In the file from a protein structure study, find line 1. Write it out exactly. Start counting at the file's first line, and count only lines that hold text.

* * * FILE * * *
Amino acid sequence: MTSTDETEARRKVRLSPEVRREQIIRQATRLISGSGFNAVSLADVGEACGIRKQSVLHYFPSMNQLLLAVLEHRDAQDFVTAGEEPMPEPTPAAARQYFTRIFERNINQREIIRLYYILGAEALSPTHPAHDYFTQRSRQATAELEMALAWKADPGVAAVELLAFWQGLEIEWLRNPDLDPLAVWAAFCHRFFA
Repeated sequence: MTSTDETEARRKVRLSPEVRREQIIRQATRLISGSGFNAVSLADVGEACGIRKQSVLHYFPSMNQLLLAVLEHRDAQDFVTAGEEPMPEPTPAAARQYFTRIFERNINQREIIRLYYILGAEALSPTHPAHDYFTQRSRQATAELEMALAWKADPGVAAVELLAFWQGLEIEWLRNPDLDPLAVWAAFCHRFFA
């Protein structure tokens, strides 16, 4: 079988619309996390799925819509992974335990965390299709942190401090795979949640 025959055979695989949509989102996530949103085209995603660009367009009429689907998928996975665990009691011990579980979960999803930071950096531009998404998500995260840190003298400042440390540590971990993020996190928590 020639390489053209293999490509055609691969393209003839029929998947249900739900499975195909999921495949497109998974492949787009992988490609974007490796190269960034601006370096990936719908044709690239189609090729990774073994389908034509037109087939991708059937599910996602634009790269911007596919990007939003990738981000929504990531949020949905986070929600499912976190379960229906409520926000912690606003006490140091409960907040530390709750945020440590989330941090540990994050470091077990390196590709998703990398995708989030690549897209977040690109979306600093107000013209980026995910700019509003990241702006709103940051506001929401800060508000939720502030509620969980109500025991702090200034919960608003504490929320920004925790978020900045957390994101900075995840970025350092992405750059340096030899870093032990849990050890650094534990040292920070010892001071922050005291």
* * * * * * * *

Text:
Amino acid sequence: MTSTDETEARRKVRLSPEVRREQIIRQATRLISGSGFNAVSLADVGEACGIRKQSVLHYFPSMNQLLLAVLEHRDAQDFVTAGEEPMPEPTPAAARQYFTRIFERNINQREIIRLYYILGAEALSPTHPAHDYFTQRSRQATAELEMALAWKADPGVAAVELLAFWQGLEIEWLRNPDLDPLAVWAAFCHRFFA